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Key Features of Environment Assessment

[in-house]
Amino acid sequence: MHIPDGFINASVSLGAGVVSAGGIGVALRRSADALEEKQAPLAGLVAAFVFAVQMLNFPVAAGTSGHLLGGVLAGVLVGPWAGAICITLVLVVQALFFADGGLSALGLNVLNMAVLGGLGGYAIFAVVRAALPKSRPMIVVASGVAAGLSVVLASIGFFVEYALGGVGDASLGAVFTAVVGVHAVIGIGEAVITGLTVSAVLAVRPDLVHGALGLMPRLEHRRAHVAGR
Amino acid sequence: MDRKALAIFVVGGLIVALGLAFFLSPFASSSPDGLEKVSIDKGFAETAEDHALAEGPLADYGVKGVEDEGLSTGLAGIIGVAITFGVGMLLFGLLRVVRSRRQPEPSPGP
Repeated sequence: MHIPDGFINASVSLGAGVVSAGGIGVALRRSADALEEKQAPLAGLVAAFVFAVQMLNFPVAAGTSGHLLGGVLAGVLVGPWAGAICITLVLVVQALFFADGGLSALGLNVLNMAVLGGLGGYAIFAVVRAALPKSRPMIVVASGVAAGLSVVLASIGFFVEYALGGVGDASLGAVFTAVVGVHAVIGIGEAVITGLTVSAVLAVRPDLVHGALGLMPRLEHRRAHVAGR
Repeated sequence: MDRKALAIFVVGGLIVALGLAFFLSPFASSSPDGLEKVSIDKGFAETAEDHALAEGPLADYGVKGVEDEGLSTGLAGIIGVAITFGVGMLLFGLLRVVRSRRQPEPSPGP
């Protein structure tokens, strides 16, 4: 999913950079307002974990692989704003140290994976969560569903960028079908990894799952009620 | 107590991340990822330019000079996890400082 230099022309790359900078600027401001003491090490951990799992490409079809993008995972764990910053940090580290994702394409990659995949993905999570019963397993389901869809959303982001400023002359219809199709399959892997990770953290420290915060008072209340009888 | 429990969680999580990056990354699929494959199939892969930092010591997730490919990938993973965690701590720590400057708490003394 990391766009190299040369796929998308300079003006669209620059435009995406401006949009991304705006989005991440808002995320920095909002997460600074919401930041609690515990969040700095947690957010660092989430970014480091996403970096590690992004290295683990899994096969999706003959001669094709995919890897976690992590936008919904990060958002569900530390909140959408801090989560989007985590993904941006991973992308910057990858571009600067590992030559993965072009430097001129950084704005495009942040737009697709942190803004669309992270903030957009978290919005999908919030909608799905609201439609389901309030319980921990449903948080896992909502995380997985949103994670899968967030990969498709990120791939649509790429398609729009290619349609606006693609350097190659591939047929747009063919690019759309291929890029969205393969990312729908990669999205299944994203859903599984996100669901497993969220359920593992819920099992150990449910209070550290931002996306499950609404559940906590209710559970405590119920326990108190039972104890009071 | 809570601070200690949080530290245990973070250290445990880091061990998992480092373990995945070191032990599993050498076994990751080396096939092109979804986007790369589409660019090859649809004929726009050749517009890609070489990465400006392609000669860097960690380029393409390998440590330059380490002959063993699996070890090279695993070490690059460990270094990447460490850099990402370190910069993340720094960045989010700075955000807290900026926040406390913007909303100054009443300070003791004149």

. ey steps involved in undertaking an ’ environmental assessment HOW TO USE THIS CHAPTER IN THE CONTEXT OF EA AND ROAD PLANNING Stage in road planning EA activity (A) (I.9 Involvement in addition to EA team (C) Shaded area = (A) Stages of EA covered in this chapter; (B) focus of this chapter; and (C) primary target readers. KEY QUESTIONS ADDRESSED: What sequence of steps should be followed when undertaking an EA? How does one plan a field investigation? How is the valued ecosystem component (VEC) concept used in EA? How should mitigation and monitoring be incorporated into EA? What is the relationship between the technical EA steps and consultation?  ROADS AND THE ENVIRONMENT A HANDBOOK 4.1 SEVEN KEY STEPS Assuming that the screening and scoping de- scribed in Chapter 3 has been completed, this chapter provides a discussion of seven key steps which are generally required to meet the objectives of EA.1 These six steps are: i. ii. . . . m. iv. V vi. description of baseline conditions; analysis of potential environmental im- pacts; consideration of alternatives;2 development of mitigative and compensa- tory measures; design of monitoring and evaluation plans (the environmental management plan); and documentation (including mapping). More detailed discussion of methods and sources of information which address these seven steps are provided in other chapters of this handbook. In particular: . consultation methods and options (Chapter 5); e assessment of impacts for different compo- nents of the environment (Chapters 7-17); . impacts during different stages of the proj- ect, such as construction and operation (Chapter 18); and . economic valuation of environmental im- pacts (Chapter 19). In a properly conducted EA, it is essential that both biophysical and socioeconomic compo- nents of the environment be taken into account. The two components can be applied in tandem to the same assessment, where they can work independently; at certain points in the process they need to be brought together to move to- ward an integrated output. Details of when each step is to take place within the EA process are shown graphically in Figure 1.1 (page 7). 2 The consideration of alternatives discussed in Chapter 4 refers to consideration of alternative project designs. Al- ternative solutions to the transportation problem are dealt with in Section 3.1 and should be completed as the first step in any EA. 4.2 DESCRIPTION OF BASELINE CONDITIONS Baseline conditions define the characteristics of the existing environment and shape projected future conditions, assuming no project is un- dertaken. They provide the basis from which project impact comparisons are made. Baseline analysis consists of more than making a statement on the initial environment of the proposed project. It should permit a comparison of project-induced environmental changes, with other expected environmental changes in the “no-project? scenario. Baseline analysis should take into account past trends in environmental quality; . community preferences or competing de- mands regarding resource utilization; and . other current or proposed development programs under study in the project area. The use of the VEC approach as described in Chapter 3 may be very useful in this re- gard and can greatly reduce the overall data collection effort. The quality of the analysis of baseline con- ditions establishes the viability of the impact appraisal, and therefore of the study itself. A more thorough study design brings together more relevant and better-focused data, and vastly improves the overall quality of the study. This stage of the EA process is of prime importance, for it allows the agency and the project proponent to benefit from a thorough study of the proposed site. Hurrying this stage of the EA, or not coordinating with the various organizations affected by the project, will usu- ally be counterproductive and add costs later. In assembling baseline data, it is important to understand that, in the natural environment, wide variations can occur over long periods of time. For example, forest maturity and natural processes such as fire can dramatically change animal habitats and human use of natural re- sources from one generation to the next. The VEC method incorporates such considerations, because the local input which contributes to the VEC identification process incorporates past experience and anticipated future values, in addition to present value. 34  KEY STEPS INVOLVED IN UNDERTAKING AN ENVIRONMENTAL ASSESSMENT 4.2.1 Collecting and analyzing existing basic documents Existing basic documents may include topo- graphic maps, vegetation maps, aerial photo- graphs, scientific and technical reports, past or current project appraisal reports, other EA docum ts, and government reports. Informa- tion sources and references must always be provided with each set of data. 4.2.2 Assembling information from different sources Technical, social, demographic, and economic information can be obtained from various gov- ernment departments at national, regional, or local levels, as well as from other research, business, professional, or non-governmental organizations. Usually, this involves intensive initial communication with officials in order to get a clear picture of the existing database anq to inform others that the project has com- menced. 4.2.3 Consultation with local residents and professionals Consultation with local residents and profes- sionals can assist baseline data gathering by validating information from other sources and identifying important local expertise as well as FIGURE 4 1 SAMPLE DESIGN DECISION KEY 1. Has the impact already occurred? /““\ 2. Is “when where” known? 3 Is there a control area? YES ‘\ \N,O J YES technical gaps. It can often improve an EA’s relevance, help to identify real and perceived issues, and even reduce overall EA cost. Con- sultation is crucial, even if the VEC approach is not used. 4.2.4 The sampling design The success of baseline data collection depends, in large measure, on how well the extent of human interference with the environment is understood. It is also critical to understand where and how the data are collected (the ’ sampling design). Proper sampling design will help to distinguish between project-induced impacts and existing background variations. The inclusion of sampling locations that truly reflect conditions outside the influence of ex- isting development may also be important in this regard. A decision-tree for determining, at the macro-level, what sort of sampling program should be undertaken for various project situa- tions is presented in Figure 4.1. 4.2.5 The field investigations Successful field investigations are based on careful planning and consideration of the envi- ronmental context of the project, the available time, and available funding. Field investiga- tions should take note of how seasons of the year and the existing environmental setting Main sequence Description Source: Green 1979. 35  ROADS AND THE ENVIRONMENT: A HANDBOOK BOX 4 1 RAPID ENVIRONMENTAL DATA COLLECTION SYSTEM A consultant working on the World Bank India Na- tional Roads Planning Project linked electronic field form software, an electronic notepad (handwriting recognition) and a portable GPS system, and used the combination as a field data collection system. This system automatically converts all field data into computer-ready records that are gee-referenced (latitude-longitude or UTM coordinates) and in- stantly ready for analysis and graphing, using off- the-shelf software. With this system, the consultant was able to complete the initial environmental evaluation for more than 2,500km of roadway within a four week period and actually use over 2,500 ob- servations in establishing broad-scale estimates of the potential duration and extent of impacts. may affect results. Experienced environmental specialists, working with experts from the local area, can often design effective and economical field investigations, even with severe time re- strictions (see Box 4.1). Project managers intending to conduct field investigations need to consider explicitly the following factors: * sample station location; e number of sampling locations; B number of replications; 0 use of surrogate indicators where use of op- timal measures may not be practical; and cp seasonal variations in relation to impacts. Completion of the VEC exercise greatly re- duces the guesswork needed in designing the field program and, in fact, embraces much of the work described in this section. 4.2.6 Tracking project-induced versus natural environmental changes Understanding the differences between project- induced environmental variations and those that occur naturally in the study area can de- termine whether the EA produced is valuable or relatively meaningless. Tracking these dif- ferences requires structuring the project sam- pling design in such a way that 0 Whatever data are collected reflect the larger context within which the project may take place. 36 . The design captures the extent of existing human disturbance in the area, recognizing that this change is part of the background conditions and must be factored in when impact predictions are made. 4.3 ANALYSIS OF POTENTIAL ENVIRONMENTAL IMPACTS Environmental impact analysis consists of comparing the expected changes in the bio- physical and socioeconomic environment with and without th project. For each type of poten- tial impact or environmental concern, the ,,,. I L analysis should predict the nature and signifi- cance of the expected impacts (some may be quantitative, others qualitative), or explain why no significant impact is anticipated. 4.3.1 Determining significance Determining the significance of impacts is often left out of EAs because it requires multi- disciplinary, multi-faceted inputs. Significance, if it is expressed properly, addresses the fol- lowing seven conditions: 4 ii) iii) iv) v) vi) predicted exceedence of established criteria or standards; duration of the exceedence in relation to key species’ life cycles and requirements for population maintenance; geographic extent of an effect; resilience of the environment in which the predicted effect is to take place (i.e. capac- ity for self-repair - as with tidal flushing); cumulative nature of the impact; community tolerance of the impacts, and preferences in relation to the costs and benefits of the project; and vii) need for involuntary resettlement. Broadly speaking, these seven factors can be considered good indicators of significance when they are blended with competent eco- logical and sociological appreciation of the af- fected environmental component. By examin- ing these factors, practitioners should be able to establish the importance of the effect and thus the urgency of the mitigative action. 4.3.2 Impact characteristics Analysis of potential environmental impacts should include specific discussion of the mag- nitude and duration of impacts.